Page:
I was recently sitting around the kitchen table with my wife, her mom, three of her mom’s life long friends and a couple of their daughters. Their ages ranged from late 40s and early 50s to early 70s. They were discussing an investment club that many of them had belonged to about a decade ago and how it dissolved due to disagreements and distrust.
Further, they commented that the investment club was destined for failure because it was an all-female group. I was perplexed, “Ladies, help me understand why you would believe a group like this is destined for failure?” They responded that women can’t disagree or do battle with each other and walk away like nothing happened.
Women take things personally.
Wow! Women of HR, help me out.
Working in a human resources, a profession that is significantly occupied by approximately 70% female practitioners, does this gender dynamic carryover to your working world? ]Does debate create fissures in your organizations? Is the investment group an isolated case? Is it generational given the ages of the participants?
In his recent post Assorted Musings, Ben Casnocha wrote:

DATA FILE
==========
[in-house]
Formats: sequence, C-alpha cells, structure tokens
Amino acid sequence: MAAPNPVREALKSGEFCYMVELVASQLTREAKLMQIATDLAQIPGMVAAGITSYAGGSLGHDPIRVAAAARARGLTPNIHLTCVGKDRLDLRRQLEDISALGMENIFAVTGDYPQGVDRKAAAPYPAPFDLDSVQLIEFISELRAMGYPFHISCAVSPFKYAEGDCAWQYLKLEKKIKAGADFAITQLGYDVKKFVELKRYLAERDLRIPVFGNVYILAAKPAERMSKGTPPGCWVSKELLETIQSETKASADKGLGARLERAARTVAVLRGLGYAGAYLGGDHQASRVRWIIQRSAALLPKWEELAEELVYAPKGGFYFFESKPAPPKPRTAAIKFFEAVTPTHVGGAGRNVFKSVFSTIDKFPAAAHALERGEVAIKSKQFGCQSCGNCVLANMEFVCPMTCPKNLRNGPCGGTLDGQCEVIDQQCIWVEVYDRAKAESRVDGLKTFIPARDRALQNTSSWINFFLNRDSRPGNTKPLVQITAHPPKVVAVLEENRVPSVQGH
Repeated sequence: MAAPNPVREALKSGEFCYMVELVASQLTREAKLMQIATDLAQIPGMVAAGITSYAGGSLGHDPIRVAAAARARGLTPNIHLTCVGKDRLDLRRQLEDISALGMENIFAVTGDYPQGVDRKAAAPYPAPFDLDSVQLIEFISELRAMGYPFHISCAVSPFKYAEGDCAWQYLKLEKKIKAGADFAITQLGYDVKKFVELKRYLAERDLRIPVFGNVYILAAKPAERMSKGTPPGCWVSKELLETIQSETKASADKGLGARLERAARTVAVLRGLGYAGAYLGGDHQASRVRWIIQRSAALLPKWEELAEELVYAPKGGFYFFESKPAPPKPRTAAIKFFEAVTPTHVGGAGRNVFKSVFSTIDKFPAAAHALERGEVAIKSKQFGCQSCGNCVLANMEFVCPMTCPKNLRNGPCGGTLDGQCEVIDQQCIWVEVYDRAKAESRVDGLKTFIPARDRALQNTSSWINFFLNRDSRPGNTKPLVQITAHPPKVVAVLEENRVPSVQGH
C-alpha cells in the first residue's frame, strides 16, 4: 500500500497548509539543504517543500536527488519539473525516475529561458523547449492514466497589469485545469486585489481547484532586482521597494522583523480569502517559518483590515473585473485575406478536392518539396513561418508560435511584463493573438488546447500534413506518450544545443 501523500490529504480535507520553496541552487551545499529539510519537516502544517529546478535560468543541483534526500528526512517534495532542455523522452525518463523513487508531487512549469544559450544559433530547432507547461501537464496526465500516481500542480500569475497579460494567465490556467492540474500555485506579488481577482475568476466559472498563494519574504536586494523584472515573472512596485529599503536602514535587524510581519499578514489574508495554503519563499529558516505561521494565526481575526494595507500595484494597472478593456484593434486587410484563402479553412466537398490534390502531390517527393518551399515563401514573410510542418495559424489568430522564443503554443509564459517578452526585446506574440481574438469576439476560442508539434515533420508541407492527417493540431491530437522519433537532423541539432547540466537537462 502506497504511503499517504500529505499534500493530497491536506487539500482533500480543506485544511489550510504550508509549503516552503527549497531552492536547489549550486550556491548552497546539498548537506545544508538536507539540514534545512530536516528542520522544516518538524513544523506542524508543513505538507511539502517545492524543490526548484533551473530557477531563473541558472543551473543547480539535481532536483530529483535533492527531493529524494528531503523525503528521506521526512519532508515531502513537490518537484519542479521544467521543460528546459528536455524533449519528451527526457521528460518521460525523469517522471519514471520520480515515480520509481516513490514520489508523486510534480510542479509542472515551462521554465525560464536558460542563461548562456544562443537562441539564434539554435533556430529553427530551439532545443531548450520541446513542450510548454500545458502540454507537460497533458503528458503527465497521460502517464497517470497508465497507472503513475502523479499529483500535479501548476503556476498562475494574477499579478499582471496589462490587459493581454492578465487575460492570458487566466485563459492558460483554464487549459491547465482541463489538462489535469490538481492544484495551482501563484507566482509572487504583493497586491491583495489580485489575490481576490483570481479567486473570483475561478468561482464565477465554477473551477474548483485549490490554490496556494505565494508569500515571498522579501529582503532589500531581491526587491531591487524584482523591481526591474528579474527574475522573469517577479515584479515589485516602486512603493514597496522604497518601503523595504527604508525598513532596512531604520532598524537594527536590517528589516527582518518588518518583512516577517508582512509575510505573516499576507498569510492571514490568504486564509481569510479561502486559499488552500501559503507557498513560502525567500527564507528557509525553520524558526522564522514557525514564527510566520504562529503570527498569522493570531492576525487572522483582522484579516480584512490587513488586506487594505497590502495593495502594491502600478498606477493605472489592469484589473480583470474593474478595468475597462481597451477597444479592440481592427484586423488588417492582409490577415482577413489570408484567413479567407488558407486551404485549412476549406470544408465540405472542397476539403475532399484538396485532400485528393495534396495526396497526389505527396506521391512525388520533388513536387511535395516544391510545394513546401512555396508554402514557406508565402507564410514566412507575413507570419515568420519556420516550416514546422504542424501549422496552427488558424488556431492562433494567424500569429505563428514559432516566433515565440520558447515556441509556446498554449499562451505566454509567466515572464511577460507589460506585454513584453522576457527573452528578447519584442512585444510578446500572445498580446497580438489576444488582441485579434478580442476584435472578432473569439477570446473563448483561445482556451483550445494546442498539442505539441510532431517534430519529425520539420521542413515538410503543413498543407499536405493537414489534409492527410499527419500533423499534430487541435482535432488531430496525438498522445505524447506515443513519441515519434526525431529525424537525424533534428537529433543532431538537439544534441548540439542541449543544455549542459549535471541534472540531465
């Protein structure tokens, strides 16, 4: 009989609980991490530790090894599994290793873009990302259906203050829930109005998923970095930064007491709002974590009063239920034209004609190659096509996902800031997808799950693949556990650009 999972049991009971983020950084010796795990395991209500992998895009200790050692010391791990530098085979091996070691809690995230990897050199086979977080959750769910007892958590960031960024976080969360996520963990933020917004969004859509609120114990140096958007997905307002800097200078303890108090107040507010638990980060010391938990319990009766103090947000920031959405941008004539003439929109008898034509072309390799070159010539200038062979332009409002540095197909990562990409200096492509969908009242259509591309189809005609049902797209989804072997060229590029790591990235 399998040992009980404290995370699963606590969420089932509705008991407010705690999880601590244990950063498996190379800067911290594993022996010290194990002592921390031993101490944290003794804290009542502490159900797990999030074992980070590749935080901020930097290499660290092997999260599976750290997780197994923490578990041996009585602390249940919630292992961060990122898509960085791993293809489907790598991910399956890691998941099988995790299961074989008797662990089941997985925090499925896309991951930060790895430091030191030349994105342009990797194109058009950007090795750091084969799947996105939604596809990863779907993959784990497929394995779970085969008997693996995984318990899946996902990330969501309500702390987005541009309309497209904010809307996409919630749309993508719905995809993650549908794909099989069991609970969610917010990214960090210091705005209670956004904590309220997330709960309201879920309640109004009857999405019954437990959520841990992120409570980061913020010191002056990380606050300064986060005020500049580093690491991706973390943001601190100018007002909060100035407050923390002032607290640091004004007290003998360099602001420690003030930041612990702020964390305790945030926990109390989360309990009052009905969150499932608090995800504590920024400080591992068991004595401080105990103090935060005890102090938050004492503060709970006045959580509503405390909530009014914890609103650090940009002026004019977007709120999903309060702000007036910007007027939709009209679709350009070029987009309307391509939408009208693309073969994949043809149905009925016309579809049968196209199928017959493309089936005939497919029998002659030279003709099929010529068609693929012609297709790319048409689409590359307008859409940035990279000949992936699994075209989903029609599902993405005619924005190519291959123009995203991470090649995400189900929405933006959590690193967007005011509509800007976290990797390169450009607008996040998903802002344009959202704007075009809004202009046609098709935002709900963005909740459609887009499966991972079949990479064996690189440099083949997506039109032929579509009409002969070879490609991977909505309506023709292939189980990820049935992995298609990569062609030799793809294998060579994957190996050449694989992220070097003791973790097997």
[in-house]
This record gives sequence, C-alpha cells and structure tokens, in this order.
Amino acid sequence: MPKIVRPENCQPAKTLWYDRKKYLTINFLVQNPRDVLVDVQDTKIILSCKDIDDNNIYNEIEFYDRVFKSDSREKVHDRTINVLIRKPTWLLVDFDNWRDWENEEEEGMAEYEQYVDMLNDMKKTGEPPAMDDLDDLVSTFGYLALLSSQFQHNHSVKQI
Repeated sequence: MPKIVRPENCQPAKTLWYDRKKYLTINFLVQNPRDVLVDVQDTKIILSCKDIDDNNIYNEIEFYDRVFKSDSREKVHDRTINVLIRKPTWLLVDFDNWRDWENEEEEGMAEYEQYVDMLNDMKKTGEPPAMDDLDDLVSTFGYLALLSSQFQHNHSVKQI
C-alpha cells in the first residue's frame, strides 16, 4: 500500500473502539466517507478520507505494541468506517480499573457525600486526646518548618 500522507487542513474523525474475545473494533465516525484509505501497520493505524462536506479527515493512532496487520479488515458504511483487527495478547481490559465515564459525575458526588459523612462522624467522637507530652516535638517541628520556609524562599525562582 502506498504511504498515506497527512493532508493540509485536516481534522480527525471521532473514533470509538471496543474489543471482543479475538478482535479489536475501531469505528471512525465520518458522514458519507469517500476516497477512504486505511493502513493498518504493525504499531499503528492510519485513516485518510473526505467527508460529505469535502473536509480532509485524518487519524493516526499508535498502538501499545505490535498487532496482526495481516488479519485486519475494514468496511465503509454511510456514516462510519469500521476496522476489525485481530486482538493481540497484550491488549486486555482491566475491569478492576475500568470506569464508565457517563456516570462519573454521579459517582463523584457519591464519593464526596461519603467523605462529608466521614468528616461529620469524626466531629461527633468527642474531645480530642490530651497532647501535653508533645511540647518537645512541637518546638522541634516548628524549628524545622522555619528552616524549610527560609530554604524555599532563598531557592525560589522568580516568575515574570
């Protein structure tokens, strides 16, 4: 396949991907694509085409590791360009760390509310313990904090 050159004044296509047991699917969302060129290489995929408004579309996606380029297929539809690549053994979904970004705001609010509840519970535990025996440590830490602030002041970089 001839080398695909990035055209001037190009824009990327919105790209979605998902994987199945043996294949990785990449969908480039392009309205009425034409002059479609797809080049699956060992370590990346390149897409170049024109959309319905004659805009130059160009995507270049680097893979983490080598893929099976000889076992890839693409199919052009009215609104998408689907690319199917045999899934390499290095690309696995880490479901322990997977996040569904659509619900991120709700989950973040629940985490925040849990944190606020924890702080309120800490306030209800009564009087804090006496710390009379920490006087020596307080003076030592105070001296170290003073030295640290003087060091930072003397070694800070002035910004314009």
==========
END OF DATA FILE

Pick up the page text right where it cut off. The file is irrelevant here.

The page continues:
After I expressed detailed disagreement with another person’s ideas, the guy I was talking to said, “Ah, I didn’t know you didn’t respect [Person X.]” In fact, my hierarchy of respect is that if I don’t respect a person I’ll rarely expend the energy to issue detailed disagreement. It’s a sign of respect to engage in thoughtful disagreement. I think about this when I find myself routinely disagreeing with certain bloggers I read. And yet, I’ve been reading them for years, so on some level I respect them more than other folks with whom I may agree but don’t bother to read.
I love Ben’s perspective. Respectful disagreement and dialogue (at times, battles) will often generate bigger and better ideas and solutions. Passionate debate must exist in an organization if it is to grow and thrive. But, an organization will die and be destined for failure if the participants can’t then embrace the results of that debate, not take it personally and move forward together.
If, as the women around my kitchen table stated, this dynamic is difficult for their gender to embrace, how are you dealing with it?